Tag Archives: pinot noir

De-Mystifying Whole-Cluster Fermentation

whole clusterWhole-cluster fermentation is gaining rapid interest as a winemaking practice, but how much does the average consumer really know about this mysterious method and its effects?

“Whole-cluster fermentation is the act of using the entire bunch or cluster of grapes, including the stem, in alcoholic fermentation,” says Winemaker Eric Hickey of Laetitia Vineyard & Winery, who has used whole-cluster fermentation for about a decade. “The winemaker can vary the amount of whole clusters included in the fermentor. For example, in our case, I use anywhere from thirty to seventy percent whole clusters in a given batch.  The remaining percentage in the fermentor is made up of de-stemmed grapes.”

The use of whole-cluster fermentation began as an experiment for Hickey, who has made a career of exploring different approaches to Pinot Noir from Laetitia’s Arroyo Grande Valley AVA estate. “We have a vast array of plantings, clones, and diversity when it comes to Pinot Noir,” he said. “Not all of our lots do well with whole-cluster, but through all of our trials over the years, we’ve located the specific clones and sites that work well.”

In Burgundy, where Pinot Noir is king, whole-cluster fermentation has been used for hundreds of years, perhaps somewhat out of the convenience of tossing an entire bunch into the fermenting vessel. The hallmark of whole-cluster wines – a signature burnt tobacco note entwined with the fruit aromas and flavors – became synonymous with the Pinot Noir variety in Old World winemaking.

Eric Hickey

Eric Hickey

“It’s not always obvious, but there’s an extra layer of structure to whole-cluster Pinot Noir,” says Hickey, “and when it’s at its best, there is a dusty chalkiness to the mid-palate.”

Whole-cluster fermentation can be practiced on any variety, and is often used to tone down fruit characteristics and add another dimension to the wine. (For example, Hickey also uses whole-cluster fermentation on Grenache from the Santa Barbara Highlands Vineyard for the NADIA Wines label.) While New World winemakers have used this method for many years, a fruit-driven, de-stemmed Pinot Noir became popular as the variety gained a foothold in the United States market in the late 1980s and 1990s. Today, the pendulum is swinging the other direction, with many winemakers moving away from “pure-fruit” Pinot Noir by fermenting clusters whole to impart complexity, tannic grip, and a lift on the palate.

Laetitia_Pinot_Noir_Whole_ClusterWEBTo bring this style further into balance, when Hickey whole-cluster ferments Pinot Noir, he leaves the intact bunches to rest in the fermentor after harvest rather than crushing them immediately. In this anaerobic environment, fermentation then begins within each individual berry as yeast penetrates the skin wall under the pressure of carbon dioxide, a process called carbonic maceration. “When fermentation takes place inside the berry, you tend to get very high levels of delicate red fruit and floral aromas,” says Hickey. “In the case of the whole-cluster technique, the high fruit tone is a good counter balance to the earthy tobacco characters the stems provide.”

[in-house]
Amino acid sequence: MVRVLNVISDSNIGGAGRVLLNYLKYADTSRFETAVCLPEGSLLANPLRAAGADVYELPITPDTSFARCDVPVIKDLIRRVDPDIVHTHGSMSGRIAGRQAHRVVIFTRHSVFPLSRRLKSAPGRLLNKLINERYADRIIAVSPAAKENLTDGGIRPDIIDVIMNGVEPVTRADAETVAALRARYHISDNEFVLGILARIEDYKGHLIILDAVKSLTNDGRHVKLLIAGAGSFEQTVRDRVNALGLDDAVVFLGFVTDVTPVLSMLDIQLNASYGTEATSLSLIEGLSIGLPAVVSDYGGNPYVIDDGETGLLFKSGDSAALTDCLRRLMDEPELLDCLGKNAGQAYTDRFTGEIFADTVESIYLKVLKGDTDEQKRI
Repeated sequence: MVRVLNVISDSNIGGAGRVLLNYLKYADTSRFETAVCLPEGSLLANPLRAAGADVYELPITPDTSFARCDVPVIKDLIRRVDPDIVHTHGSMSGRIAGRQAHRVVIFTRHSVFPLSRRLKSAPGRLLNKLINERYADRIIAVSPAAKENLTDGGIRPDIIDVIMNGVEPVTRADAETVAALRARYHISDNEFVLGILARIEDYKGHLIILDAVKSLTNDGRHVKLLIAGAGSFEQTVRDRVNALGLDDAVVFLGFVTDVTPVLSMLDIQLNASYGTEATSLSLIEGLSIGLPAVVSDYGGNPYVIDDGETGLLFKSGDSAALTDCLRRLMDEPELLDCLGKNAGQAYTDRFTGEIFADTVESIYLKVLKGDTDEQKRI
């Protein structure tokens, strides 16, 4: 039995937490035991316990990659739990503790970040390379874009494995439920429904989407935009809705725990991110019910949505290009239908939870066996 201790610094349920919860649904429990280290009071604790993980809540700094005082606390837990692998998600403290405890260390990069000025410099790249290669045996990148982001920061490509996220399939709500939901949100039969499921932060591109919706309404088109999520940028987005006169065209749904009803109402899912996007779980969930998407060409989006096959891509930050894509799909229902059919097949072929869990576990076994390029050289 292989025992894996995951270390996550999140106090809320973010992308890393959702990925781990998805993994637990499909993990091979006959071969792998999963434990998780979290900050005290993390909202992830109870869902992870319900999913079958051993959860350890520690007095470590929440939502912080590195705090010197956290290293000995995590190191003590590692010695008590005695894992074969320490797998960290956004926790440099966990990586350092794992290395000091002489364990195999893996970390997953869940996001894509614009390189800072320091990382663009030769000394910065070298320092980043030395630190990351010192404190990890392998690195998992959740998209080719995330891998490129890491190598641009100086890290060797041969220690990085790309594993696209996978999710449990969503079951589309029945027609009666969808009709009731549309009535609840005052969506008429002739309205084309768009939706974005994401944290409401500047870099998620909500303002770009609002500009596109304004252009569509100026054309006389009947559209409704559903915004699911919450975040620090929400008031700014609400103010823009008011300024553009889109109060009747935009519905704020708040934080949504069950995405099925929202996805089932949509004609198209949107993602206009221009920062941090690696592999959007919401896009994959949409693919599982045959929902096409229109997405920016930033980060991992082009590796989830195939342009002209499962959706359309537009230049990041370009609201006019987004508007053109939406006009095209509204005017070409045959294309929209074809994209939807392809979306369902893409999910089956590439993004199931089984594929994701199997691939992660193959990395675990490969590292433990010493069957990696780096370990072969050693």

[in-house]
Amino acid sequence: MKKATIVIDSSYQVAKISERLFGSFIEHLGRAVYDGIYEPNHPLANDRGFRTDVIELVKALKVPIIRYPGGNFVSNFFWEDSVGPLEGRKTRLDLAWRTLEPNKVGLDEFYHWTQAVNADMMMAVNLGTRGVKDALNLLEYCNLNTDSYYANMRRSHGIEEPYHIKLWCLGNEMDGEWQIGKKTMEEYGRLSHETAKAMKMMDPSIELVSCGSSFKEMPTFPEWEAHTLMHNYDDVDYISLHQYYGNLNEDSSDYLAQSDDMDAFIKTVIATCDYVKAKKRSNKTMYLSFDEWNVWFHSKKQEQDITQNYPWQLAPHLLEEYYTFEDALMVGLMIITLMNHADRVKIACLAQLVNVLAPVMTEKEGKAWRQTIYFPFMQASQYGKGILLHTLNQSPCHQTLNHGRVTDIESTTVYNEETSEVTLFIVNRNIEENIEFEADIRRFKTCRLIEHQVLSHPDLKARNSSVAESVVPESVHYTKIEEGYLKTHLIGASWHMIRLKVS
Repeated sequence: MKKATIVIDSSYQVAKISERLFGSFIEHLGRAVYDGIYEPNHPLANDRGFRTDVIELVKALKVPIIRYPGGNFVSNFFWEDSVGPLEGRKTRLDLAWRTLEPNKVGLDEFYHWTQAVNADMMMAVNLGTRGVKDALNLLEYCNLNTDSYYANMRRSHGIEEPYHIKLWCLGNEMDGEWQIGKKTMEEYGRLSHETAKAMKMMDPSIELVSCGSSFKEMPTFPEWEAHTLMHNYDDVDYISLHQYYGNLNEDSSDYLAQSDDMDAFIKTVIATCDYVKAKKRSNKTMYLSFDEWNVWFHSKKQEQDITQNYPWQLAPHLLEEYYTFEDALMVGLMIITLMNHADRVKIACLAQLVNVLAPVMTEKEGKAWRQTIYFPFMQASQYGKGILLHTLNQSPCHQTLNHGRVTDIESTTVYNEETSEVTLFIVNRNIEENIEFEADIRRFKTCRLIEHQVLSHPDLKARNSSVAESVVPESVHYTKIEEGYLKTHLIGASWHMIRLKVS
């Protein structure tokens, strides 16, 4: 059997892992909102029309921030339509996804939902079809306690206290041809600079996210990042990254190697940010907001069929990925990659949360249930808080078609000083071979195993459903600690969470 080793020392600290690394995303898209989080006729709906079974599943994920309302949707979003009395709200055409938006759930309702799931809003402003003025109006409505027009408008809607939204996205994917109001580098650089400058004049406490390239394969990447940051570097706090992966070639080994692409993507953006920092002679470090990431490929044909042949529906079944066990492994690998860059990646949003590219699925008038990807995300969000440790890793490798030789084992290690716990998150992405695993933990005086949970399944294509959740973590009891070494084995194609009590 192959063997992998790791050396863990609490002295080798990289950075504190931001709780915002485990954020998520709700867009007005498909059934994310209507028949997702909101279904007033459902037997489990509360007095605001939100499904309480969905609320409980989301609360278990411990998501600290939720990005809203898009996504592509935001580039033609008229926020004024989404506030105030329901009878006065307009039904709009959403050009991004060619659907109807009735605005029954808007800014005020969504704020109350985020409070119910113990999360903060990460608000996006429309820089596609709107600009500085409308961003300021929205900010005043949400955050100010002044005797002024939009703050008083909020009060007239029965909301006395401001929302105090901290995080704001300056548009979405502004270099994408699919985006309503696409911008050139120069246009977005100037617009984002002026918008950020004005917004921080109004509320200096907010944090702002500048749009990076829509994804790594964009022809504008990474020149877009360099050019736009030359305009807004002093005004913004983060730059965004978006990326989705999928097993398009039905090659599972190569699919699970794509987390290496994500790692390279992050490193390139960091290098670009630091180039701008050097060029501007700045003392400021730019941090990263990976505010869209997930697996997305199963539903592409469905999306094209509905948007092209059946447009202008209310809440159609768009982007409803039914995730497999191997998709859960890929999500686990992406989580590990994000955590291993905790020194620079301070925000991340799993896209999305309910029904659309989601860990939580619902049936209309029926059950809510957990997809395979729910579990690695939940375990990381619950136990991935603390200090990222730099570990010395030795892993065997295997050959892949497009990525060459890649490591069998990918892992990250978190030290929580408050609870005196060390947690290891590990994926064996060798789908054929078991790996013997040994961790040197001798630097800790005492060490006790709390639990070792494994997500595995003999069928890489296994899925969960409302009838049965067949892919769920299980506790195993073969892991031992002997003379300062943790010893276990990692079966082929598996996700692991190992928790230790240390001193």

Each vintage, Hickey rounds-out the Laetitia Pinot Noir program by offering a whole-cluster Pinot Noir made from clones conducive to the practice. The most recent release is the 2012 vintage, which included Pinot Noir from clones 115 and 2A to produce a wine marked by focused flavors and a refreshing grip in mouth feel. Crisp notes of cassis, whole-leaf tobacco and black peppercorn mingle with a touch of sweet oak and sultry black tea on the nose and palate. With its heightened earthiness, the 2012 Laetitia Whole Cluster Pinot Noir pairs well with similarly earthy cuisine such as roast duck, sautéed porcini mushrooms, or eggplant lasagna.

“Consumer response [toward whole-cluster wine] has been great,” says Hickey. “It usually appeals to those who prefer a Pinot with more power, structure and less ‘pure red fruit’ on the nose.”

 

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Three Wines for Three Wedding Styles

Perhaps we’re just wedding-crazed around here, but lately, it seems that trends for the Big Day are seriously rolling high. We at Parker Sanpei recently investigated a few common wedding styles – contemporary, rustic, and modern – and paired wines from one of our favorite wineries, Laetitia Vineyard & Winery. Have a look.

Classic Glamour

GlamourFor their big day, some couples go truly big with timeless glamour and touches reminiscent of old Hollywood or a night at the Ritz: ruby red lips, white roses, long trains, and tall cakes. For a classic nuptial, the best wine is a classic sparkler like Laetitia Vineyard & Winery’s Brut Cuvée. Tiny streams of bubbles bring convey notes of red apple, lemon chiffon and juicy pear laced with aromas of fresh-baked challah bread. This festive sparkling wine – comprised of Pinot Noir, Chardonnay and Pinot Blanc – is delightful sipped alone, paired with hors d’oeuvres, risotto or vegetable dishes, or poured specially for a toast to the happy couple.